2. Set a word count. This is why I like first drafts, because it’s quantifiable and finite. 1000 words a day works for me, and I’m experienced enough by now to know that those words don’t even have to be good—that’s what subsequent drafts are for. But this one is just to show me where there the story is going.
  3. Make my children part of the process. I make my writing a family affair, and my children know that by giving me the time and space to get my 1000 words done, they’re helping to make my story happen. When Mitzi Bytes came out, it was a big deal for both of them, because they knew they’d played a part in the book’s creation.
  4. Don’t talk about it until it’s done: I love Instagram, and take my #todaysteacup photo every day—see photo above. But I don’t post the photo until my writing session is finished—it’s a reward to myself. Don’t be #AmWriting unless you’ve written.
  5. Keep going: I’ve talked before about how I took up jogging the same summer I wrote Mitzi Bytes, but that I quit jogging because I hated it, right after I burst into tears in Queen’s Park because I hated it so much. Except for the hating part, for me jogging and writing a novel are pretty much the same. JUST KEEP GOING. One foot/one word in front of the other—it’s as simple as that. It’s such a little, manageable thing when you break it down like that. Don’t stop. You can do one more word, and then another and then another. (Although if you find yourself bursting into tears in the middle of a sentence because you hate it so much, remember that you’re also allowed to quit. To do otherwise would be stupid.)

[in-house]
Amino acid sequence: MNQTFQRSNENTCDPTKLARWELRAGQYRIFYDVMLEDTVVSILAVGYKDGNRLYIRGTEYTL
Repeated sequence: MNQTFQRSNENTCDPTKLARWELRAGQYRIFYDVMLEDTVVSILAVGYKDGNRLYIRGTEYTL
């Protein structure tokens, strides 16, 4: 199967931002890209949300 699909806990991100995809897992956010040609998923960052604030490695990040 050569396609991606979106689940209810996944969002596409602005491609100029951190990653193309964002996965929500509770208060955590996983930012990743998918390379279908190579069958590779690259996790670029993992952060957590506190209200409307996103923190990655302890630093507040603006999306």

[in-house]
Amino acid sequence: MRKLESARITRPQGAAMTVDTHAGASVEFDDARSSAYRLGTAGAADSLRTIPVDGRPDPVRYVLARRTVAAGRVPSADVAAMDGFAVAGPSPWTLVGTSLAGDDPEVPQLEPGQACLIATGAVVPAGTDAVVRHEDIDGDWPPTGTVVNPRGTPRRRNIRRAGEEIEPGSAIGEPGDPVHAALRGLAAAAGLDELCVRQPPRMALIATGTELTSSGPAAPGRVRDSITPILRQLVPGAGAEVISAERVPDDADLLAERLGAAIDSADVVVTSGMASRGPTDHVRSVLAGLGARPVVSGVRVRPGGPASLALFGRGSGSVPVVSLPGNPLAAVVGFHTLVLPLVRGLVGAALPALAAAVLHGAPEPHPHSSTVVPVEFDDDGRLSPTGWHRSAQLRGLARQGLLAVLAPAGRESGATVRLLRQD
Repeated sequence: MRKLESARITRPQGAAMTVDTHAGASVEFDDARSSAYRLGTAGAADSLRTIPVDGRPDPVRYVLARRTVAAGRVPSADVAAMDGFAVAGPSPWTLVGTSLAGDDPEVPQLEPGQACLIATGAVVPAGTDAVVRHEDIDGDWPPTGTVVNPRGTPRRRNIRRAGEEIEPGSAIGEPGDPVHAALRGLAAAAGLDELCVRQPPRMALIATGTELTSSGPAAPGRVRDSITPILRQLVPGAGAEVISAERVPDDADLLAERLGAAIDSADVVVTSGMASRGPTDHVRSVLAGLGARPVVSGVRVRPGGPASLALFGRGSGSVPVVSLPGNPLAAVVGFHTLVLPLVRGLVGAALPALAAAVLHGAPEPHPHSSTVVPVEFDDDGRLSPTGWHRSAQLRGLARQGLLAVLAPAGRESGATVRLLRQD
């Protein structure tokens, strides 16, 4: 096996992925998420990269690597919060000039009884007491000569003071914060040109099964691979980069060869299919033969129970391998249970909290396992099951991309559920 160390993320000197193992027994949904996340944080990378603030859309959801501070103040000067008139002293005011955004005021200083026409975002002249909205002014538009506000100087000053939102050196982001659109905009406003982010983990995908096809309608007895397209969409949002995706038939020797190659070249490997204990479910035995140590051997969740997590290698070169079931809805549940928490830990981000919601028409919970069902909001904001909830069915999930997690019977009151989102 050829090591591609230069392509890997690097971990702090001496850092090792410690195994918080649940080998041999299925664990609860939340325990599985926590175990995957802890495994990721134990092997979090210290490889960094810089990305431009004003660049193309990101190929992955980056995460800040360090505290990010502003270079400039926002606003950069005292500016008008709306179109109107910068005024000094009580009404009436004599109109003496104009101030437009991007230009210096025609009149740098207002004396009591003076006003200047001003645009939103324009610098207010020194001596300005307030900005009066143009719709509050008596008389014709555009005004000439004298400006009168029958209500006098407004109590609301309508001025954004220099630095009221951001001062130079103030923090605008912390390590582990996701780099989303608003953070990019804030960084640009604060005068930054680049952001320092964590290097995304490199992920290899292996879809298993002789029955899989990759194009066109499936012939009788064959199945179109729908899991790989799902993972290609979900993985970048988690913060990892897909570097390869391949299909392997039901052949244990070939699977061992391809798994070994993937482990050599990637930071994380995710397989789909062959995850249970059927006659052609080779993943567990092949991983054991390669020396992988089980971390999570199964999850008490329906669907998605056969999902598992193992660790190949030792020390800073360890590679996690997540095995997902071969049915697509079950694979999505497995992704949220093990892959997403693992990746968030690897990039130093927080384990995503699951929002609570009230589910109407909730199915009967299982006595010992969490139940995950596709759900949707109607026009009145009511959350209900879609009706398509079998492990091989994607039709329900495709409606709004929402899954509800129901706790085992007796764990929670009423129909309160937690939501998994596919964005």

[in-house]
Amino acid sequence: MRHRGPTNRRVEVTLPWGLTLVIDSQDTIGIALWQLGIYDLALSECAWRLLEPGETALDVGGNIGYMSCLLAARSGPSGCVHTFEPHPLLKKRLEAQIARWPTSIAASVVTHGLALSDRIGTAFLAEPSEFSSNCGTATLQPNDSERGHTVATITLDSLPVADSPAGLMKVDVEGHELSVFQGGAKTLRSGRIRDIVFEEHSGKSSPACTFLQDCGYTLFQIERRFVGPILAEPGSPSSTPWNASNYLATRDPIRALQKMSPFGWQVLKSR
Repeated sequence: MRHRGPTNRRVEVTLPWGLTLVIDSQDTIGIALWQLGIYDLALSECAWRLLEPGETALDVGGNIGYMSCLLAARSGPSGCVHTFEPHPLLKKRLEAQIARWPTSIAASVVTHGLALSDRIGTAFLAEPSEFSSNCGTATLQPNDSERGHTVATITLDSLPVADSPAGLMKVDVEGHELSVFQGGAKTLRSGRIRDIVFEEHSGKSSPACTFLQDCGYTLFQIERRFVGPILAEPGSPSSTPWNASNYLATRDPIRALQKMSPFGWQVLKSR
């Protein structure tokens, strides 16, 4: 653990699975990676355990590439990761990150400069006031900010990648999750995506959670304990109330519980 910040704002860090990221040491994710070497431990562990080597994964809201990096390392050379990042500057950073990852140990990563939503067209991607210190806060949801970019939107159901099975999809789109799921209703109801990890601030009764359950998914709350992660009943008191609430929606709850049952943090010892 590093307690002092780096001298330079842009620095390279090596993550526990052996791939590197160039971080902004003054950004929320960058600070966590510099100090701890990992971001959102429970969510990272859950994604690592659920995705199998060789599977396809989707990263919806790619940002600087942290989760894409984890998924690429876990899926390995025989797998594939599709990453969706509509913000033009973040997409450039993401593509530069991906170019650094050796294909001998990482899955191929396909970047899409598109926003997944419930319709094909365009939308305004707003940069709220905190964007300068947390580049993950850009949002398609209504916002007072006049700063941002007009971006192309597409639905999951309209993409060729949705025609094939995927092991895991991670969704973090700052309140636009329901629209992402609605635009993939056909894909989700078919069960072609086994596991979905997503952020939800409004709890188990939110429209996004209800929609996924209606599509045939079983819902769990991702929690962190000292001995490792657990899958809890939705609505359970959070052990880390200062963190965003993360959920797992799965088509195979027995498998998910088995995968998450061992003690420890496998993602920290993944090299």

6. Read: I had nostalgia last weekend because I remember reading Emma Strab’s The Vacationers on the July long weekend just as I’d started writing Mitzi Bytes—I loved that book, and it inspired me. And then I went back to my blog to see what were the books I’d read just before it, and they were Based on a True Story, by Elizabeth Renzetti, and Mating For Life, by Marissa Stapley, neither of whom were my friends at the time, although now they are, which isn’t the point, but instead that I wrote a better book because I was inspired by books that were doing the kinds of things I wanted to do.
  7. Shut the door. As I’ve written before, I don’t actually have a door, but there is a metaphoric one that my children have learned to observe and respect. I also continue to make sure the snack bin is full so that their needs are taken care of. But in the meantime, I’m busy, and they know that, and they’re cool with that…
  8. …Because they’re really happy watching Teen Titans Go on Netflix!
  9. Day camp! They’re doing a week of full-day camp and two weeks of half-day camp this summer, and I’ll be motivated to use that time like nobody’s business.
  10. Keep it low key. We do fun and local (and often free!) free things in the afternoons once I’ve met my word count. Truth be told, we are a bit boring, but summer is about boring, in addition to Netflix, and as long as the freezer is stocked with popsicles, nobody seems to mind.